Comment by M. Rad. — January 6, 2022 @ 11:59 pm

  3. “Stack the supreme court, end the filibuster, make Washington DC a state, and let the dogs howl, and now, before it is too late.”

    Could they really achieve this before the mid terms? I somehow doubt it.

    Comment by philip — January 7, 2022 @ 5:17 am

  4. What appears to have taken place is that a group of people extremely incautiously allowed the FBI (and/or CIA?) usher them into trap in order to create an “enemy of the state” that requires the further subjugation of the masses and eradication of the rights that allowed the United States to become great. Please call me a conspiracy nut AFTER you explain to me the basis of DOJ and FBI’s treatment of Ray Epps et al.

    Comment by M Cosgrove — January 7, 2022 @ 6:58 am

  5. More a warning than a blunder, I’d say.

    Those gathered were representatives of people who are fed up seeing their country deliberately dragged down. That antifa etc., took some pre-planned advantage is no surprise. Spontaneity expropriated by conspiracy. It’s the left’s way.

    Craig, maybe you can answer a question that’s been on my mind. Who opened the capitol doors on January 6th?

    The capitol doors were closed that day. They can be unlocked only from the inside. Who unlocked the doors and gave entry to the demonstrators?

    The answer to that question may illuminate much.

    Comment by Pat Frank — January 7, 2022 @ 11:31 am

  6. @M Cosgrove–Agree 100 pct.

    Comment by cpirrong — January 7, 2022 @ 6:54 pm

  7. @Pat Frank. Your’s is one of many unanswered questions. @M Cosgroves re Ray Epps is another. The leader of the Proud Boys (name escapes me) is another. The man in the tower is another. The refusal to release the 14,000 hours of video is another: you know that would be released if it supported the insurrection narrative. The failure to make adequate preparations for crowd control and defense even though there was apparently foreknowledge (as there HAD to have been unless US intelligence and law enforcement is utterly incompetent): if there was no perceived risk, why were FBI SWAT teams with shoot-to-kill orders dispatched on 5 January. Why hasn’t the pipe bomber been identified?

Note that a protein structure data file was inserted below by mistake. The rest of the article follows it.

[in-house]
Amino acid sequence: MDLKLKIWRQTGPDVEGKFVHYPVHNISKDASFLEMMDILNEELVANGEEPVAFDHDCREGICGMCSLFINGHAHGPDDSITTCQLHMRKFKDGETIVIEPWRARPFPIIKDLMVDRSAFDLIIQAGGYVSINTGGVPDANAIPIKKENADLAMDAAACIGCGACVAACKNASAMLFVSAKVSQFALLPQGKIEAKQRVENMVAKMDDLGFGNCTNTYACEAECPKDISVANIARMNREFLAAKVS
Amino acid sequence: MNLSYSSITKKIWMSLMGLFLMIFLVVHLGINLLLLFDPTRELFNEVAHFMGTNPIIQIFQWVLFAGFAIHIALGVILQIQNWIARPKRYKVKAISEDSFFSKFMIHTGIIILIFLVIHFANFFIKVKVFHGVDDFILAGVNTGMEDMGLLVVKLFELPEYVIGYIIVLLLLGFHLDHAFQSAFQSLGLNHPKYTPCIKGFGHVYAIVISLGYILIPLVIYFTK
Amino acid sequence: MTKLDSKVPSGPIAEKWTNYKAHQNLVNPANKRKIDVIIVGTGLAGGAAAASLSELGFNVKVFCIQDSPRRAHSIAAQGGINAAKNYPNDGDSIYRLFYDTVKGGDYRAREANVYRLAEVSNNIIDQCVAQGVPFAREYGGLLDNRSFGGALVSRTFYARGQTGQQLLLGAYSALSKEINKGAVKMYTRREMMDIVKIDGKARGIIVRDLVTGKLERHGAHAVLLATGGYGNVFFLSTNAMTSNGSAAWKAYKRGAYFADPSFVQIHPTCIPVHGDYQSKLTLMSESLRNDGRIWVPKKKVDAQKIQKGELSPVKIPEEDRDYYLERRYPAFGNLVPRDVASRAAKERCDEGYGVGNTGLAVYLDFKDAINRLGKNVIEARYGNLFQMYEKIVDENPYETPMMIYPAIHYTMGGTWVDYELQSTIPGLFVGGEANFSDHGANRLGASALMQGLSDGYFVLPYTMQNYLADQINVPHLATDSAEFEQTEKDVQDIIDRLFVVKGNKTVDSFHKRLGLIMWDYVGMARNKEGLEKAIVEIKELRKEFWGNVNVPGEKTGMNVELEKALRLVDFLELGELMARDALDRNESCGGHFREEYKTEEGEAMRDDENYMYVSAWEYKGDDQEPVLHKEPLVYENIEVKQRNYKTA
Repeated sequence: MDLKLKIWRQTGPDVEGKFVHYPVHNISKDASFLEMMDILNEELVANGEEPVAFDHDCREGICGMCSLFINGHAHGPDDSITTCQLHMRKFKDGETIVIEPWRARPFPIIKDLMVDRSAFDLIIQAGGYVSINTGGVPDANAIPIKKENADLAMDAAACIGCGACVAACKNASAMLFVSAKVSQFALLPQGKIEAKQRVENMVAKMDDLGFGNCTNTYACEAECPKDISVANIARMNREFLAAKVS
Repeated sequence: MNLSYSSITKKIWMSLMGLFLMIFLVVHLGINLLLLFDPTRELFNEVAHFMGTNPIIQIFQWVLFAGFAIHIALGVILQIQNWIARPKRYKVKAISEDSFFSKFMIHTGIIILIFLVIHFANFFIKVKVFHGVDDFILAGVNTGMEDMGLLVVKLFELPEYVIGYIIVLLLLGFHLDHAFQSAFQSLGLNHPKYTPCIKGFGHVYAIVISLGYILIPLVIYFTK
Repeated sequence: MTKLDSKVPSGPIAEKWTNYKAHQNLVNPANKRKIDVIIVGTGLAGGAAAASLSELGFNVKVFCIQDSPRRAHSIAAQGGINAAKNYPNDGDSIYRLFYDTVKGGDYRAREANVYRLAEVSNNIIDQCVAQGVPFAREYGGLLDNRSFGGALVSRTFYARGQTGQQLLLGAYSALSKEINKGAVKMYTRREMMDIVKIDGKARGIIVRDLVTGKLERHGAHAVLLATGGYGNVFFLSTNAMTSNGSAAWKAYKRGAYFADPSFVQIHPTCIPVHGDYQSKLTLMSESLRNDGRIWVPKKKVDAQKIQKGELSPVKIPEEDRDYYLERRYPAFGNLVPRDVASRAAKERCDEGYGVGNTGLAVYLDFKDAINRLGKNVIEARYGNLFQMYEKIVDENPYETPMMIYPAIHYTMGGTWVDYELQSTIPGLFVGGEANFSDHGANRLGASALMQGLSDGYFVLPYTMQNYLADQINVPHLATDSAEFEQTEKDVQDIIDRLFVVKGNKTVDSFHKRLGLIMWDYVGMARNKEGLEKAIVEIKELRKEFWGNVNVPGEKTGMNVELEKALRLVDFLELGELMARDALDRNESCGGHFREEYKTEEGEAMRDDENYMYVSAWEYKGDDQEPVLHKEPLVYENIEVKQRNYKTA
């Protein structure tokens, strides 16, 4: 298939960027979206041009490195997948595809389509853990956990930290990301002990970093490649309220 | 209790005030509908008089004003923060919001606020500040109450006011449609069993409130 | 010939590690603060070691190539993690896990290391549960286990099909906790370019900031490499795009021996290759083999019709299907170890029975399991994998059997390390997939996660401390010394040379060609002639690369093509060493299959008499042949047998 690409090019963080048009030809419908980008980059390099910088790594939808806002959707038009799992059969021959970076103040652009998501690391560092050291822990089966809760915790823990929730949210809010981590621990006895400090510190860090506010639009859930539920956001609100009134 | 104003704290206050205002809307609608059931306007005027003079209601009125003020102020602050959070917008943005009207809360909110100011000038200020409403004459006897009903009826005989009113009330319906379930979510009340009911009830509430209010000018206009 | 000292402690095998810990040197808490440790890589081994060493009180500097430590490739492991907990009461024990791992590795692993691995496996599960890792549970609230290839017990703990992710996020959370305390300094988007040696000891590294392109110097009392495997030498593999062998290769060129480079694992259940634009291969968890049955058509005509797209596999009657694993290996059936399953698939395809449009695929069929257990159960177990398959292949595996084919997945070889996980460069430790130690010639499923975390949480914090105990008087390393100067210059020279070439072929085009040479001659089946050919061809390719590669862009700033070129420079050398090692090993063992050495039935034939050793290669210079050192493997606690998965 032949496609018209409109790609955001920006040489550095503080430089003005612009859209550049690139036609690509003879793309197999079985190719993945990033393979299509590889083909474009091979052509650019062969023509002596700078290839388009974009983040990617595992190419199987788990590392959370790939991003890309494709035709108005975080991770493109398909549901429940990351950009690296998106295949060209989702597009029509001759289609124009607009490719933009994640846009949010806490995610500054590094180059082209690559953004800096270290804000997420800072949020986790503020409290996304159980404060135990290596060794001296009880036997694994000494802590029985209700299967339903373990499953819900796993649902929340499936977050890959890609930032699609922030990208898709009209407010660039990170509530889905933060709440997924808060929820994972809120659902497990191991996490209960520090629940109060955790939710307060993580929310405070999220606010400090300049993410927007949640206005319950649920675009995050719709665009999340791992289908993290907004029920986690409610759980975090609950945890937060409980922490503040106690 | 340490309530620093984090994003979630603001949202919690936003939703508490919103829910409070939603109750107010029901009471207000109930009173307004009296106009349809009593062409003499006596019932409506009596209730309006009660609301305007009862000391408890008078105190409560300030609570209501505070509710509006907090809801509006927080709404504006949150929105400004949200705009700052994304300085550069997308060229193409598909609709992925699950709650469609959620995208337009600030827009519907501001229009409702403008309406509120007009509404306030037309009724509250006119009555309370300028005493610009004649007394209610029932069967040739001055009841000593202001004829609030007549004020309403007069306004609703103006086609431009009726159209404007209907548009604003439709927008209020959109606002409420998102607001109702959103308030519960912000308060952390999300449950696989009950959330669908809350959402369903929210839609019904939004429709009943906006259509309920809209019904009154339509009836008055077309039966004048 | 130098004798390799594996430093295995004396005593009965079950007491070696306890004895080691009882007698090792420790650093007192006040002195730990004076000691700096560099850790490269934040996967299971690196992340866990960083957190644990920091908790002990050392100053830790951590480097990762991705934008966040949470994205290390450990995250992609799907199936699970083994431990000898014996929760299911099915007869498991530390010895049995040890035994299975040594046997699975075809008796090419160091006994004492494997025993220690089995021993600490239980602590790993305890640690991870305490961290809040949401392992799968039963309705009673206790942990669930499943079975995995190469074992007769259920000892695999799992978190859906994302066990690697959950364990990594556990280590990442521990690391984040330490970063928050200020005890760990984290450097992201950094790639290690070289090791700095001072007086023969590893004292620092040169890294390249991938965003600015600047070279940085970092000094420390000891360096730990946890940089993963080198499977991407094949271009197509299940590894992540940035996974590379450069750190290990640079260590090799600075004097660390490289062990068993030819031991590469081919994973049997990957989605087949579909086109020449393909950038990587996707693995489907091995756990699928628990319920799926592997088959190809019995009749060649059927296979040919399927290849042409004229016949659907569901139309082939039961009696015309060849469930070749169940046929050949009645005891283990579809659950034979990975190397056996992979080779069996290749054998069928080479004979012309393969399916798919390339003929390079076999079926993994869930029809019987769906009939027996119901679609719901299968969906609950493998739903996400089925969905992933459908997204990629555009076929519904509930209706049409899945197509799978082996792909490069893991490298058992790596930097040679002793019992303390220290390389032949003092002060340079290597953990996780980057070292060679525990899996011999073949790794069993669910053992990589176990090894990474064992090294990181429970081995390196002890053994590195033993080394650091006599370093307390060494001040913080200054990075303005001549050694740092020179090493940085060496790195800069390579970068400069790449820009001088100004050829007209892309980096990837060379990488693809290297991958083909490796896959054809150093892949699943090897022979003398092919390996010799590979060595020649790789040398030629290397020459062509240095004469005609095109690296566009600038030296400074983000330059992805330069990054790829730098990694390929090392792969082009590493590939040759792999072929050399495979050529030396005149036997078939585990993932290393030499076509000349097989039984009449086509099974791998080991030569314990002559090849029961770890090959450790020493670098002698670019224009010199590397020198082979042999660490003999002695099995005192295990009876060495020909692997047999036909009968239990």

The questions are many. The answers are . . . nonexistent.

    Comment by cpirrong — January 7, 2022 @ 6:59 pm

  8. @philip. They are on a kamikaze mission. Unlikely to succeed but they will die trying.

    Comment by cpirrong — January 7, 2022 @ 7:58 pm

  9. SWP:

    One would think that Stephen Marche’s editors would require a basic course in US Civics 101 prior to hiring or at least writing an editorial.

    Pathetic state of journalism to the north of the US as well as within.

    VP VVP

    Comment by Vlad — January 8, 2022 @ 6:36 pm

  10. “C’est pire qu’un crime, c’est une faute”

    I’ve always thought that was Talleyrand, not Fouché. It surely sounds like Talleyrand who long exhibited mastery of wit, wordplay and phrase-making. Fouché’s linguistic ability was more pedestrian, methinks.
    That said I am a huge fan of Fouché if only for his almost magical and protean ability to transform himself, an ability equalled (and perhaps surpassed??) only by … Talleyrand. What a pair of talents! Can you imagine sitting at Bonaparte’s dining table with these two as neighbors? Heavenly delight! 🙂

    Comment by Simple Simon — January 9, 2022 @ 11:04 am

  11. @Simple Simon. Yes, often attributed to Talleyrand, but it was either Fouché or Antoine Jacques Claude Joseph, comte Boulay de la Meurthe.

    And yes, both Fouché and Talleyrand were remarkable for their, er, flexibility.

    Comment by cpirrong — January 9, 2022 @ 4:37 pm